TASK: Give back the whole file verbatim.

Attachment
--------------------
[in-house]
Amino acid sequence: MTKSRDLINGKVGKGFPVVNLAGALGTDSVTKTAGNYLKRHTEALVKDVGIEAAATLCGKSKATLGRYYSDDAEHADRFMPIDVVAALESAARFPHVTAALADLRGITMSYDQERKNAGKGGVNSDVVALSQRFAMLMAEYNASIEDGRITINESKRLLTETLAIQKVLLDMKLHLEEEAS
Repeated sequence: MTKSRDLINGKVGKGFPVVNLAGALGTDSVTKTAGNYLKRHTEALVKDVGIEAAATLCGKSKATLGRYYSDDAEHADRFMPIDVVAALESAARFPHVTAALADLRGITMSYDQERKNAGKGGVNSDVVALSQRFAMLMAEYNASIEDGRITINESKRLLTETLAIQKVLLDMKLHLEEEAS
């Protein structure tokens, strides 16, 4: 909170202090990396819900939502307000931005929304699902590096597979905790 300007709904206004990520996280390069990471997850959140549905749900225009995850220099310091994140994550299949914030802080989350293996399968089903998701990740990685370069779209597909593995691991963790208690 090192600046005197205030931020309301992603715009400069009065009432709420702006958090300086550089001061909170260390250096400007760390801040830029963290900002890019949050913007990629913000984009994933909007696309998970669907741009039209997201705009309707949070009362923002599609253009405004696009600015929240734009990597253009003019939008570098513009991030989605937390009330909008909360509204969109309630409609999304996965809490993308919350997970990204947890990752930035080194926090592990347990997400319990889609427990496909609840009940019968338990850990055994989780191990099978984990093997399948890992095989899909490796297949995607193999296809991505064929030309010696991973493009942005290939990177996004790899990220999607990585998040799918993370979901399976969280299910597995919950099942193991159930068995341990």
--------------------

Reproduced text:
[in-house]
Amino acid sequence: MTKSRDLINGKVGKGFPVVNLAGALGTDSVTKTAGNYLKRHTEALVKDVGIEAAATLCGKSKATLGRYYSDDAEHADRFMPIDVVAALESAARFPHVTAALADLRGITMSYDQERKNAGKGGVNSDVVALSQRFAMLMAEYNASIEDGRITINESKRLLTETLAIQKVLLDMKLHLEEEAS
Repeated sequence: MTKSRDLINGKVGKGFPVVNLAGALGTDSVTKTAGNYLKRHTEALVKDVGIEAAATLCGKSKATLGRYYSDDAEHADRFMPIDVVAALESAARFPHVTAALADLRGITMSYDQERKNAGKGGVNSDVVALSQRFAMLMAEYNASIEDGRITINESKRLLTETLAIQKVLLDMKLHLEEEAS
């Protein structure tokens, strides 16, 4: 909170202090990396819900939502307000931005929304699902590096597979905790 300007709904206004990520996280390069990471997850959140549905749900225009995850220099310091994140994550299949914030802080989350293996399968089903998701990740990685370069779209597909593995691991963790208690 090192600046005197205030931020309301992603715009400069009065009432709420702006958090300086550089001061909170260390250096400007760390801040830029963290900002890019949050913007990629913000984009994933909007696309998970669907741009039209997201705009309707949070009362923002599609253009405004696009600015929240734009990597253009003019939008570098513009991030989605937390009330909008909360509204969109309630409609999304996965809490993308919350997970990204947890990752930035080194926090592990347990997400319990889609427990496909609840009940019968338990850990055994989780191990099978984990093997399948890992095989899909490796297949995607193999296809991505064929030309010696991973493009942005290939990177996004790899990220999607990585998040799918993370979901399976969280299910597995919950099942193991159930068995341990």